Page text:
Review: OR Axiom Jacket
I was only three hours into Iceland’s 32-mile-long Laugavegur trail when the Axiom started to prove itself in earnest. Under a full pack and a steady downpour, I
trudged bounded up steep volcanic talus slopes and slushy snow fields and, miraculously, didn’t soak the inside of the jacket with sweat. The Achilles’ heel of Gore-Tex in my experience has been that while it keeps water out, it also locks in body heat to a fault, rendering the inside of the garment a damp, sweaty sauna.
That wasn't the case with the Axiom, though, thanks primarly to its breathable, flexible four-way-stretch Gore-Tex Active Shell construction. As the name implies, Active Shell is desined for "high aerobic" activity. New for 2012, the Axiom is among the first jackets to use the latest wonder-material, and while most of the other Active Shell equipped jackets on the market are hoodless, single-pocket designs (Gore requires that garments using Active Shell weigh no more than 14 ounces), the Axiom is decidedly not minimalist. It has three pockets, a full, helmet-sized hood and a waist cinch. Notably, It doesn’t have pit zips; but even more notably, this omission hardly affected breathability in my testing.
Outdoor Research markets the Axiom as a jacket made for "fast and light alpine climbs," with pockets that sit high enough to be accessed above a harness and stretchy fabric that won’t expose your mid-section to the elements when reaching to place an anchor. While backpacking, these features meant that my pockets were above my pack’s hip belt, providing easy access to stashes of jerky and trail mix, and neither midriff nor arms were exposed to rain during hand-over-hand rock scrambles.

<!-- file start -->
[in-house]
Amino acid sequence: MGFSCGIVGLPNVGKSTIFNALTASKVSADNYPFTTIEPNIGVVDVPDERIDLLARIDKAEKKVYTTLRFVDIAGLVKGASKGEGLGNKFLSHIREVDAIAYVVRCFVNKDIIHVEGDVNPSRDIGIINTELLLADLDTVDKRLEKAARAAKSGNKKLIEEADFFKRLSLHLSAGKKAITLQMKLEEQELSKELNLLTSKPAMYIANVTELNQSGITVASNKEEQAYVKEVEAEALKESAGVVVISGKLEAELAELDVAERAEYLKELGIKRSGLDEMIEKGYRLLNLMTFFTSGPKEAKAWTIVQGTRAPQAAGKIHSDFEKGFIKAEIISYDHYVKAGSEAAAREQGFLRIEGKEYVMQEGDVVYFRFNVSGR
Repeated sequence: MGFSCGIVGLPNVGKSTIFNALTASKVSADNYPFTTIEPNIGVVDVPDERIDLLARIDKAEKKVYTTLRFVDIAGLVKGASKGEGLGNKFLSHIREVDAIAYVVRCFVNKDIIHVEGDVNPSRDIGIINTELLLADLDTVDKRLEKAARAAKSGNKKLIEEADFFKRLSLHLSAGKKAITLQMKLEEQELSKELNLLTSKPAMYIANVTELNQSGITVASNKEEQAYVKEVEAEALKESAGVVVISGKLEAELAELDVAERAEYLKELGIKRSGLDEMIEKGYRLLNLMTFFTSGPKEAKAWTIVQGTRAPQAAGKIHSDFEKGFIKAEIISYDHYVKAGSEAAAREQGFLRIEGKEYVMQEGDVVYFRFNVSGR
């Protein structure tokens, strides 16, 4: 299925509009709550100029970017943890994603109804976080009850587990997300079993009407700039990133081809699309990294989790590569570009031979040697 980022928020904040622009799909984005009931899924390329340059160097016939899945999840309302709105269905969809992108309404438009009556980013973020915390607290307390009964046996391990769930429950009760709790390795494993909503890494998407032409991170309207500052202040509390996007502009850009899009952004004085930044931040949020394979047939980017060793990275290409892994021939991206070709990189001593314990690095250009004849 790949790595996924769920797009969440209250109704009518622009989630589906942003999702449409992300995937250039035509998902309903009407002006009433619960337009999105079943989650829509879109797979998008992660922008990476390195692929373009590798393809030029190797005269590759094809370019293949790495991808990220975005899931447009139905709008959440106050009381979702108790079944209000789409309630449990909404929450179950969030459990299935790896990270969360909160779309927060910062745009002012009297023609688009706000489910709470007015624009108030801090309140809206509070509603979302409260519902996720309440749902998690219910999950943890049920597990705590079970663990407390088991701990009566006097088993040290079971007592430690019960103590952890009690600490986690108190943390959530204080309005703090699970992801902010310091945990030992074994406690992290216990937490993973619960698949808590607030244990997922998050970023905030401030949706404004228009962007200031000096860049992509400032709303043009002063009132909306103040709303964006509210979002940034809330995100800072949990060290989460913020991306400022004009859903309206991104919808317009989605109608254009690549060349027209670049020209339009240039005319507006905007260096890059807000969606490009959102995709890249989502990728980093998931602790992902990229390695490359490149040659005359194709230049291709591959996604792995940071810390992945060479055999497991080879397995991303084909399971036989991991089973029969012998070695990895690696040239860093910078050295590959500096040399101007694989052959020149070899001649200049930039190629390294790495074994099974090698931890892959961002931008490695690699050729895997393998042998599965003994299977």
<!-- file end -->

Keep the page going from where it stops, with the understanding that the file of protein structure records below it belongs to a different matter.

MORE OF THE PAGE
Overall, the Axiom is a great shell that kept me dry when it rained (which was frequently), warm in the wind (which blew hard) and cool on all but the steepest, most sun-exposed ascents. Plus, with its athletic cut and vivid orange color, the Axiom makes for one good-looking jacket. It's also versatile enough to suit biking, trail running and winter sports as well as it does backpacking and alpinism.
Hits: Super lightweight and packable, it sacrifices neither breathability nor waterproofness, which is near miraculous. The fabric is quiet and the cut flattering, so you can wear it in the city, too. You know, if you want to look sporty.
Misses: The floppy hood could use more structure. Made to fit a climbing helmet, it takes lots of cinching to snug up on a windy day.
Buy It ($374.95 at Backcountry.com)